New extremely soft bare platinum coil is a safe and effective endovascular treatment for cerebral aneurysms


The first use of a new extremely soft bare platinum coil has been reported in a study led by Kei Harada, Department of Neurovascular Surgery, Fukuoka Wajiro Hospital and Neuro-Vascular Center, Fukuoka, Japan, and published in the Journal of NeuroInterventional Surgery

Treatment with coils, according to the authors, is a safe and less invasive than surgical clipping for the treatment of cerebral aneurysms, however there have been cases, in the past, at long-term follow-up, where the compaction of the coil ball or regrowth or recanalisation of the aneurysm has occurred. Therefore the authors aimed to assess the efficacy, safety and clinical performance of the extremely soft bare platinum coil for embolization of cerebral aneurysms using packing density as an indicator.

In order to achieve this, data from 92 aneurysms in 89 patients were analysed retrospectively. The EDC-10 ES (Kaneka Medix) was the coil used as a representative for the extremely soft bare platinum coil and the suitability of the patients for coiling treatment was decided by neurosurgeons and neurointerventionalists or if the patient refused clipping. According to the authors, 34 (37%) of the aneurysms were unruptured and 58 (63%) were ruptured with severe neurological condition (4–5 on the World Federation of Neurological Societies grade).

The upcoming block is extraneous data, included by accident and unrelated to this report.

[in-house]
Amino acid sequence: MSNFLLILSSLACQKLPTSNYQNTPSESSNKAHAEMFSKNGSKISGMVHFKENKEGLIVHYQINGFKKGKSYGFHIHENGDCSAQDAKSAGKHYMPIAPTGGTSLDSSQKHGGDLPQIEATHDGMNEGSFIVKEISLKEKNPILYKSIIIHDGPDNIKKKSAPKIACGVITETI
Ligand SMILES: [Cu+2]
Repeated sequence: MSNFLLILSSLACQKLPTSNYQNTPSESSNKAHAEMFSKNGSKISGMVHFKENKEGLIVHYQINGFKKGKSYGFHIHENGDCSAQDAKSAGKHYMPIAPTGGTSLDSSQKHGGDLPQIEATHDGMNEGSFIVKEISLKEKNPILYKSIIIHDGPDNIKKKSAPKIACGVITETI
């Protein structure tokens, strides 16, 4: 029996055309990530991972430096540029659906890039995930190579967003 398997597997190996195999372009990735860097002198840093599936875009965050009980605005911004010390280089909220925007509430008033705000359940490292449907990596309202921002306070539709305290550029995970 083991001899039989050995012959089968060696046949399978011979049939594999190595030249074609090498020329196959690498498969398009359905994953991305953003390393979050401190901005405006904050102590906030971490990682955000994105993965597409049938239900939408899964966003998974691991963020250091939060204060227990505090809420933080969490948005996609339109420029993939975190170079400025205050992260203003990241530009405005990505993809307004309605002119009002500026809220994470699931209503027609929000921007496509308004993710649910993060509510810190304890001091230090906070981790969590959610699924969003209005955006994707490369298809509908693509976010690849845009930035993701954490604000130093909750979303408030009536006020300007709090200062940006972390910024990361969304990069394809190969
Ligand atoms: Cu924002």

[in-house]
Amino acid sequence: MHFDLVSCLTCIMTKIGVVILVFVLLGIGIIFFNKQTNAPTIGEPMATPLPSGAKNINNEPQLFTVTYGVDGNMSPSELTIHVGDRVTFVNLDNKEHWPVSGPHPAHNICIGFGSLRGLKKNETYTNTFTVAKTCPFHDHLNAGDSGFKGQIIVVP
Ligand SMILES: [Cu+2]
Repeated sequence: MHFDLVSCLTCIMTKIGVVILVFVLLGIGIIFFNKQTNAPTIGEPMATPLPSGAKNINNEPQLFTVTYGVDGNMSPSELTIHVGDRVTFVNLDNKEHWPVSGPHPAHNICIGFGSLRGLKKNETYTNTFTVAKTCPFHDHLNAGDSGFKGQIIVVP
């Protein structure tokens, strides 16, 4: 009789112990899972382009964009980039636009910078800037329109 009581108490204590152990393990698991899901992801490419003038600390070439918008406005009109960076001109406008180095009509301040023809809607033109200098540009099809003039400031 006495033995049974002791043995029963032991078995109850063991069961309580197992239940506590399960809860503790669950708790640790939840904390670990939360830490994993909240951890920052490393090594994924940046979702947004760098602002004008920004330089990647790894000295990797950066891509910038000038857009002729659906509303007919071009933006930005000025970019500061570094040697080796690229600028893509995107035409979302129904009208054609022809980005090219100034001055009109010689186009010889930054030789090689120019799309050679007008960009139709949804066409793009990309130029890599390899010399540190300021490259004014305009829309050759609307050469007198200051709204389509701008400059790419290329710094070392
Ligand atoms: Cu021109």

The mean volume of the 92 aneurysms was 131.3±171.6mm3, the mean±SD volume was 6.5±2.8mm, the aneurysm diameter was 5.8±2.4mm and dome and neck size was 3.3±1.4mm.

Harada et al stated that 41 of the embolizations were performed with simple techniques and, 51 with an adjunctive technique (of which 42 included the balloon-assist technique and 9 included the double catheter technique).

In the study it was said that the mean packing density was 29.5±10.6% and the mean±SD percentage EDC-10 ES volume was 40.5%±25.1%. The degree of occlusion was measured using the modified three-point Raymond score (RS). Initial angiographic results showed that the sac and the neck were occluded completely in 63 of the aneurysms (RS1). Complete occlusion was not achieved in 29 aneurysms graded at RS2 and in 18 RS3 cases. The authors said that these results indicate a favourable packing density and recanalisation rate and is therefore a good treatment, in the long-term, for cerebral aneurysms.

“Coil embolization is widely accepted as a safe and effective treatment for the treatment of cerebral aneurysms,” said Harada and colleagues. “These results show that improvement in the mechanical properties of embolization coils produces desirable effects on handling properties and contributes to a better outcome.”